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"Pasiphae" - Maurice Barraud (1889-1954)  Rare and Large Pastori Cire Perdue Bronze
"Pasiphae" - Maurice Barraud (1889-1954)  Rare and Large Pastori Cire Perdue Bronze - Sculpture Style Art Déco "Pasiphae" - Maurice Barraud (1889-1954)  Rare and Large Pastori Cire Perdue Bronze -
Ref : 112532
18 000 €
Period :
20th century
Artist :
Maurice Barraud (1889-1954)
Provenance :
Medium :
Cire perdue bronze
Dimensions :
l. 19.69 inch X H. 11.42 inch X P. 10.63 inch
Sculpture  - "Pasiphae" - Maurice Barraud (1889-1954)  Rare and Large Pastori Cire Perdue Bronze 20th century - "Pasiphae" - Maurice Barraud (1889-1954)  Rare and Large Pastori Cire Perdue Bronze
Galerie Latham

20 th Century Decorative Arts

+41(0)22 310 10 77
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"Pasiphae" - Maurice Barraud (1889-1954) Rare and Large Pastori Cire Perdue Bronze

Maurice Barraud (1889-1954) is a Swiss painter, illustrator and engraver, among the important Genevan artists of the 20th century. Initially an advertising designer, he then trained at the École des Beaux-Arts in Geneva (where he notably took modeling courses from sculptor James Vibert). Then he devoted himself fully to painting from 1913. The following year, following his first exhibition at the Galerie Max Moos in Geneva, a reference gallery for modern art in Switzerland. With his brother François Barraud, Hans Berger, Emile Bressler and Gustave Buchet, he founded the “Falot” group (one of the very first manifestos of modern painting in French-speaking Switzerland). From 1917 to 1919, he participated in the illustration and layout of the art and literature magazine L'Éventail. He exhibited in 1923 at the Salon d'Automne in Paris, then visited Spain, Algeria and Italy. From 1929, he obtained numerous mural commissions, public or private, notably for the Lucerne and Bienne train stations, for the Palais des Nations in Geneva, the museum of federal maps in Schwyz and the University of Fribourg. He illustrated several works, notably Francis Cargo and Jean Giraudoux.

The recognition of Maurice Barraud as a painter was considerable in Switzerland, from the 1920s. His painting is very inspired by the French painting of his time, with the particular ascendancy of Matisse and Bonnard. Woman represents his favorite subject, and his culture draws him towards sunny atmospheres and Mediterranean myths (opulent bodies, Greek profiles, concise lines, light and soft hues, seductive themes. He also drew and engraved a lot. Little is known about the share of sculpted works by this artist, although The Geneva Museum of Art and History notably preserves several plasters, and at least one bronze. This museum preserves numerous works by this prolific artist (paintings, graphic arts, as well as a legacy. numerous Japanese prints), and also placed a monumental order on him in 1950, with three large wall decorations for a landing of the museum, on the theme of the Muses of Parnassus from Greek mythology.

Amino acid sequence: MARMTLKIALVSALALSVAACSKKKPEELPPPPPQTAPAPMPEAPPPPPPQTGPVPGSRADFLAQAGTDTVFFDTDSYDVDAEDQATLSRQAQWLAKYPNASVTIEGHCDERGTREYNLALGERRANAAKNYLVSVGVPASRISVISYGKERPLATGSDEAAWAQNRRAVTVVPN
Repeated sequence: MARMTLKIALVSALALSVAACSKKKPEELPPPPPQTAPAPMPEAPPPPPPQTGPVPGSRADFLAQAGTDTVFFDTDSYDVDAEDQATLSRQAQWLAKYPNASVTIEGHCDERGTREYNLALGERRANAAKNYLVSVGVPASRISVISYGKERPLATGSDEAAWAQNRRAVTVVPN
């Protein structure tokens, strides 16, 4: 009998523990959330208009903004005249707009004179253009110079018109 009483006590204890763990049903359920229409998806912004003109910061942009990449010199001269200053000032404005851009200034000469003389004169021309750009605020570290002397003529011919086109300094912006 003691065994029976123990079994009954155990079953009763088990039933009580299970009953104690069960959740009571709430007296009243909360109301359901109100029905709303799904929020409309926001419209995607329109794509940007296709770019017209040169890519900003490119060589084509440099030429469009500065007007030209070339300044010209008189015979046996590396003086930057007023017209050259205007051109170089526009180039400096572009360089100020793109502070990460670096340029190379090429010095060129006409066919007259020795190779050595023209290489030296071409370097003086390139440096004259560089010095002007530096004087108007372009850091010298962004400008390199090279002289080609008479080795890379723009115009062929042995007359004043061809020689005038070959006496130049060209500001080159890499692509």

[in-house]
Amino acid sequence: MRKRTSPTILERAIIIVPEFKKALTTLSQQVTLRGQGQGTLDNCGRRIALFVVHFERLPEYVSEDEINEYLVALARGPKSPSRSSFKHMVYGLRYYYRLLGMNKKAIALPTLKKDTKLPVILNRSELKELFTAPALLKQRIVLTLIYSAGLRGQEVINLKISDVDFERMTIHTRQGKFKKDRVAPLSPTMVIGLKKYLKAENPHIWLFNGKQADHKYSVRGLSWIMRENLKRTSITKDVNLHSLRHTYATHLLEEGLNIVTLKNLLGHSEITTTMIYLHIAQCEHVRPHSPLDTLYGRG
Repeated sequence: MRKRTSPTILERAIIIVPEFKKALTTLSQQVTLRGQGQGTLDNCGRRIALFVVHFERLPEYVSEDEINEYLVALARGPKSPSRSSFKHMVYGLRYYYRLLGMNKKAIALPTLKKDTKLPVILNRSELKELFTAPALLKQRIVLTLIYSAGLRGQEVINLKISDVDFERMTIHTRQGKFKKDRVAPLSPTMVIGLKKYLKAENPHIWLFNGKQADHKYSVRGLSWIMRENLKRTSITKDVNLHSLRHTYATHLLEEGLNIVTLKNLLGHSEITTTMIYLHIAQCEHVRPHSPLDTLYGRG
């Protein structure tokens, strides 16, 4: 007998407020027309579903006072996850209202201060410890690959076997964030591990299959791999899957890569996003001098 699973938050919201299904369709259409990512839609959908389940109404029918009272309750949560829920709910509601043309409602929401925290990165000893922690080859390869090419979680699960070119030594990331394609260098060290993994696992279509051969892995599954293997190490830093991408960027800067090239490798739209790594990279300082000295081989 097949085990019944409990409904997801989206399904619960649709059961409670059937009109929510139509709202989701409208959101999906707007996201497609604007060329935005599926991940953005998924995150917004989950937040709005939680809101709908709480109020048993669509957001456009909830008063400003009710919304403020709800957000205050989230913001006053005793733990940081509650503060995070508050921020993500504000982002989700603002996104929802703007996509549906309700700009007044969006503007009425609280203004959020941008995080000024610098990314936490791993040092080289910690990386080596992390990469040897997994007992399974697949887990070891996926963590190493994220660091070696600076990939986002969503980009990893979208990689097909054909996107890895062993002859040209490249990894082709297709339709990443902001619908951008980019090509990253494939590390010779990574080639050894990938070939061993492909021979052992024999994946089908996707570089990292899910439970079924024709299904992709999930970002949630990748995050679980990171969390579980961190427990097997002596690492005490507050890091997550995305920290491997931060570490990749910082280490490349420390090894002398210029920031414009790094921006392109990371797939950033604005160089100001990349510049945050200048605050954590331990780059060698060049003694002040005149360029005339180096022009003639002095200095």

This bronze that I am presenting to you today for sale - much earlier since it can be dated to the 1920s - is a work all the more rare and interesting as it reflects a certain influence of the return to classicism and mythology which inspired a whole part of French sculpture during the Art-Deco period. Several unpublished Barraud plasters, from the artist's bequest to the MAH in 1955, attesting to his occasional foray into the field of sculpture. It is also notable that the artist collected certain Italian female figures in terracotta from the Hellenistic period (a figurine of Aphrodite kept at the MAH under inventory number 020612), including the canons of beauty (small, very round breasts , undulating silhouette) are close to this large bronze “Pasiphaé” with a slender body, whose extremities are expressively languid, stretched. This stylization of the body is reminiscent of certain sculptures from the early years of the French sculptor Hubert Yencesse. “She who shines for all” (this is the Greek meaning of the name Pasiphaé) was the daughter of Helios and Perse, who married the King of Crete Minos, giving birth to several children, including the fatal Phaedra. But she is especially famous for having fallen madly in love with a white bull sent by Poseidon to take revenge on Minos. An adulterous and zoophilic coupling which would give birth to the famous Minotaur, with the head of a bull and the body of a man. This is why Pasiphaé is represented here lying down, sulking, holding bovine horns, as if they were a lyre, not yet aware of the inevitability of this relationship with the animal. The patina of this bronze with a very pleasant stylization is particularly careful, resulting from a lost wax casting (therefore in a very small number of copies possible) produced in the best Swiss foundry of this period, the Fonderie Pastori in Carouge, in the canton of Geneva. As the art critic François Fosca well described, in his obituary article published in La Tribune de Genève on November 15, 1954, the world that Barraud created was a world of “calm voluptuousness” and “happy minutes”; This Mediterranean-style bronze, now found, constitutes a happy and rare sculpted testimony.

Galerie Latham


Bronze Sculpture Art Déco